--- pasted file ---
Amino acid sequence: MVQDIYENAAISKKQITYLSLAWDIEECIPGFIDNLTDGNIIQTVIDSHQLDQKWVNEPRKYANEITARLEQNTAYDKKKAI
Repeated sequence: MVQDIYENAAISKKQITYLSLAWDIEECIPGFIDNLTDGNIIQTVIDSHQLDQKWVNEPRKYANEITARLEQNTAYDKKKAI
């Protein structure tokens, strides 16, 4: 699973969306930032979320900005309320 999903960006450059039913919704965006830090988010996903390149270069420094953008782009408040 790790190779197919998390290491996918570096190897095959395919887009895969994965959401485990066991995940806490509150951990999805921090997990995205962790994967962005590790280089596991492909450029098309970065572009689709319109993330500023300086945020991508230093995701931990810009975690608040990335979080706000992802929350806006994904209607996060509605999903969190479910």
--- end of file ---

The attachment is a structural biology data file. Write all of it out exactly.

Amino acid sequence: MVQDIYENAAISKKQITYLSLAWDIEECIPGFIDNLTDGNIIQTVIDSHQLDQKWVNEPRKYANEITARLEQNTAYDKKKAI
Repeated sequence: MVQDIYENAAISKKQITYLSLAWDIEECIPGFIDNLTDGNIIQTVIDSHQLDQKWVNEPRKYANEITARLEQNTAYDKKKAI
């Protein structure tokens, strides 16, 4: 699973969306930032979320900005309320 999903960006450059039913919704965006830090988010996903390149270069420094953008782009408040 790790190779197919998390290491996918570096190897095959395919887009895969994965959401485990066991995940806490509150951990999805921090997990995205962790994967962005590790280089596991492909450029098309970065572009689709319109993330500023300086945020991508230093995701931990810009975690608040990335979080706000992802929350806006994904209607996060509605999903969190479910």